Política

Economist urges Government take time on removing fuel subsidy

“First thing came to mind is that there are so much work­ers in Trinidad and To­ba­go who are work­ing on de­pre­ci­at­ed salaries… to pay more at the gas tank now, it is a dif­fi­cult time we are liv­ing in,” De Gannes said

A econ­o­mist has ad­vised the Gov­ern­ment to be very care­ful with its tim­ing when re­mov­ing the fu­el sub­sidy.

Dr Vaalmik­ki Ar­joon gave this view in re­sponse to con­cern raised by the Prime Min­is­ter on Tues­day, that Gov­ern­ment now has to find $700 mil­lion to sus­tain the fu­el sub­sidy with the ris­ing cost of oil.

“When we go to pur­chase gaso­line at the pump, we im­port that, be­cause we closed our re­fin­ery sev­er­al years ago. And now the Prime Min­is­ter has sig­nalled an in­ten­tion that the fu­el sub­sidy is sim­ply not some­thing sus­tain­able. In fact, for many years now, in the past, many of us have agreed that it is not some­thing that was sus­tain­able,” Ar­joon said.

“I be­lieve that they should re­al­ly spare the na­tion at least for some months ahead, es­pe­cial­ly since they’re go­ing to be earn­ing more rev­enues like roy­al­ties, the sup­ple­men­tal pe­tro­le­um tax, et cetera. Now, I agree a sub­sidy is not sus­tain­able but we could re­al­ly end up un­do­ing any progress we made, re­cov­er­ing from the dam­age of the COVID 19 pan­dem­ic and have dev­as­tat­ing con­se­quences in over­all prices or the cost of liv­ing and do­ing busi­ness lo­cal­ly,” he fur­ther said.

Yes­ter­day, taxi dri­ver Roger Miller told Guardian Me­dia he spends on av­er­age $800 in fu­el a week. He said for a while now he has had to do a lot more to pro­vide for him­self and his fam­i­ly.

If the price at the pump goes up, he is wor­ried he’ll have to make even more ad­just­ments, a sac­ri­fice his pas­sen­gers will al­so have to make.

“To hold things down, we will have to do longer hours, come out ear­li­er and fin­ish lat­er and even take jobs that will cost about $200, we might have to cut it to $100 just to keep things flow­ing,” Miller said.

Lyn­don De Gannes, a mo­torist, said he too is wor­ried.

“First thing came to mind is that there are so much work­ers in Trinidad and To­ba­go who are work­ing on de­pre­ci­at­ed salaries… to pay more at the gas tank now, it is a dif­fi­cult time we are liv­ing in,” De Gannes said.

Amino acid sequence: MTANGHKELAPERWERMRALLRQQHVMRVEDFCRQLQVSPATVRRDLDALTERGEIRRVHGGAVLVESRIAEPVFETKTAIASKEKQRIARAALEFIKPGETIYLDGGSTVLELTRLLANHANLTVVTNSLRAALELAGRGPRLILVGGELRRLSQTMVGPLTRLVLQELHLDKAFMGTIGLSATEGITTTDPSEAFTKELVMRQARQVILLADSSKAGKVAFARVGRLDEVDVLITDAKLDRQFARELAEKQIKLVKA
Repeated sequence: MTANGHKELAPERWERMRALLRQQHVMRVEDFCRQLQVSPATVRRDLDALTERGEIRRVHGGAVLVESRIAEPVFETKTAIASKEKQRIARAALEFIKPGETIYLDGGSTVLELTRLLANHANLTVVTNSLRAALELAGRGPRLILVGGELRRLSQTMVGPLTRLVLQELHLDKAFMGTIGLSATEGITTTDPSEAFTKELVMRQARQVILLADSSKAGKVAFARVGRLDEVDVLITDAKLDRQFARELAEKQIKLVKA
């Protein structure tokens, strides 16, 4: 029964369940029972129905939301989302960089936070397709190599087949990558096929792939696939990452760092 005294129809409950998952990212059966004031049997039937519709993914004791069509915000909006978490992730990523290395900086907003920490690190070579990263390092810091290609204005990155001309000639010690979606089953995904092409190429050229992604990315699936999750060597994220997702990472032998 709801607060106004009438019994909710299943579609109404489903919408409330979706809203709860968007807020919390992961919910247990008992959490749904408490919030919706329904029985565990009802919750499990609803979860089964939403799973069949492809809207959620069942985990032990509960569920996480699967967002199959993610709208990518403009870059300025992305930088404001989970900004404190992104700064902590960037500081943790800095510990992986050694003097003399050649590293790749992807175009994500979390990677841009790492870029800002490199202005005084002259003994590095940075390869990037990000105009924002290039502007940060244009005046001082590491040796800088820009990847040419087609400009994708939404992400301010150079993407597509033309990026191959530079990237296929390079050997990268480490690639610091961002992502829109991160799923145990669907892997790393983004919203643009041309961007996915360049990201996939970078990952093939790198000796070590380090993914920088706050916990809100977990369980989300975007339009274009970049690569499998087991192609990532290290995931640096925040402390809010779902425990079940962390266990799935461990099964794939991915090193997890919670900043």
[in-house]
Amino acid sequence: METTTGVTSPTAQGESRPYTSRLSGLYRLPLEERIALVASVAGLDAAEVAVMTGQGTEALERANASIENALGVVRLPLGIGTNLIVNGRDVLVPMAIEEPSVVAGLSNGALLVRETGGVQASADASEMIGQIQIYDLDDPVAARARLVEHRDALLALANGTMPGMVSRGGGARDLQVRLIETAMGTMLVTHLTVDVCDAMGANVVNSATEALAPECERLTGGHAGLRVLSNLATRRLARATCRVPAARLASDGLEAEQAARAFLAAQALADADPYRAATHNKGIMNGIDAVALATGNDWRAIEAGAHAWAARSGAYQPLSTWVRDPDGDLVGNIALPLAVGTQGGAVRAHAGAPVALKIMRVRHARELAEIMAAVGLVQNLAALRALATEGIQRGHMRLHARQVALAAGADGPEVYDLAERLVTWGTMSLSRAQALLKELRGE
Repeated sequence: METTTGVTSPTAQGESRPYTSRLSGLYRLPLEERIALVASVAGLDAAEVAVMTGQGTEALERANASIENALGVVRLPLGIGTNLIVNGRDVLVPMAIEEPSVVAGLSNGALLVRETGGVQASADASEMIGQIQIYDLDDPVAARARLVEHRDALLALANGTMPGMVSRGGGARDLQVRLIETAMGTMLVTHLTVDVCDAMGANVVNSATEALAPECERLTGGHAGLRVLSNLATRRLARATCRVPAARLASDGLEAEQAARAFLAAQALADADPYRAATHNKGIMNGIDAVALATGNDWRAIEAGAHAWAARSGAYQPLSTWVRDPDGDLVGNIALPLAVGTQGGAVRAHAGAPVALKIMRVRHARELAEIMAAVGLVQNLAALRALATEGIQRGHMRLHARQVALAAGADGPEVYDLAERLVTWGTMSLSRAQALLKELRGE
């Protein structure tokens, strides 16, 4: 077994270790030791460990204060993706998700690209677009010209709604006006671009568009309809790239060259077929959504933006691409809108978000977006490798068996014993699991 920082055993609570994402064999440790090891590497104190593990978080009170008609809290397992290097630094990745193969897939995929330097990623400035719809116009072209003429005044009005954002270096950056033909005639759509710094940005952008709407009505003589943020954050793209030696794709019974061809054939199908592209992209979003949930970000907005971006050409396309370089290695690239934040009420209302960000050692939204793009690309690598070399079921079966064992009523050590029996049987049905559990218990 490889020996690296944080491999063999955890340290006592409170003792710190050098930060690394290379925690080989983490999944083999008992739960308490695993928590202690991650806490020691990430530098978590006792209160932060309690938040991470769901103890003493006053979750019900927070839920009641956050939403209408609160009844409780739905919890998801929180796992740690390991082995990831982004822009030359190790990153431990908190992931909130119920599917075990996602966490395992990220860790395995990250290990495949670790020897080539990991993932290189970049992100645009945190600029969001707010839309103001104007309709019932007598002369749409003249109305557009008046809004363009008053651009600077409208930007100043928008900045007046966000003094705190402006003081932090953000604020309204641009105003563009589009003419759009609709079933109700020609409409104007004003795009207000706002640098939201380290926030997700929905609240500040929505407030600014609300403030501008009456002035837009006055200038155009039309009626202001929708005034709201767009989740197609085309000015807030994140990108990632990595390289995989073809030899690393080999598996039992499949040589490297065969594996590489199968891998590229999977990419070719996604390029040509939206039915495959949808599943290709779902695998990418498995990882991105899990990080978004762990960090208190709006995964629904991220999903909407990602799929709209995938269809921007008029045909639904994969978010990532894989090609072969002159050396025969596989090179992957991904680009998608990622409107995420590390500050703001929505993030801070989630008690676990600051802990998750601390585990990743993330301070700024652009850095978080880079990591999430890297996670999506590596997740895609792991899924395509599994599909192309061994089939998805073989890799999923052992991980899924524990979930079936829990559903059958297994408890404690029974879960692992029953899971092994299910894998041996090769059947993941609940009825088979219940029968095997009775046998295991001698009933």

An­oth­er mo­torist, Ric­ki Ram­nar­ine, said, “For­tu­nate­ly, I have a diesel van and I think that the in­cre­ment in price would be a lit­tle bit less. But cer­tain­ly, I have a con­cern for the peo­ple who pay in gas and who live in the mar­gins of their in­come.”

“I’m on the road a lot. I fill up the tank, usu­al­ly at about $200. But when I had bought diesel ini­tial­ly, which would have been prob­a­bly about 10 years ago, I used to fill up the tank at about $100 or so,” Ram­nar­ine added

Ar­joon warned, “In the very near fu­ture, we could be look­ing at an in­fla­tion rate in the Unit­ed States of about 8.2 per cent – they are our largest trad­ing part­ner – so, when their prices are go­ing up by that amount, it means that when they ex­port to us or when we buy from them, we are go­ing to be pay­ing those high­er prices as well. Re­mem­ber that for a lot of con­sumers, their pur­chas­ing pow­er has been di­min­ished, so they haven’t re­al­ly seen an in­crease in salaries since they’re still liv­ing on 2013 or 2014 salaries. So, your pur­chas­ing pow­er has di­min­ished and that, of course, is go­ing to be wors­ened, giv­en high­er prices.”

Ar­joon added, “It is the mid­dle-in­come group, es­pe­cial­ly the mid­dle- and low­er-in­come group and small and medi­um-sized busi­ness­es who are go­ing to feel the brunt of it.”

He said the ques­tion is whether Gov­ern­ment is on­ly look­ing to re­move the fu­el sub­sidy or lib­er­alise the price at the pumps as well.

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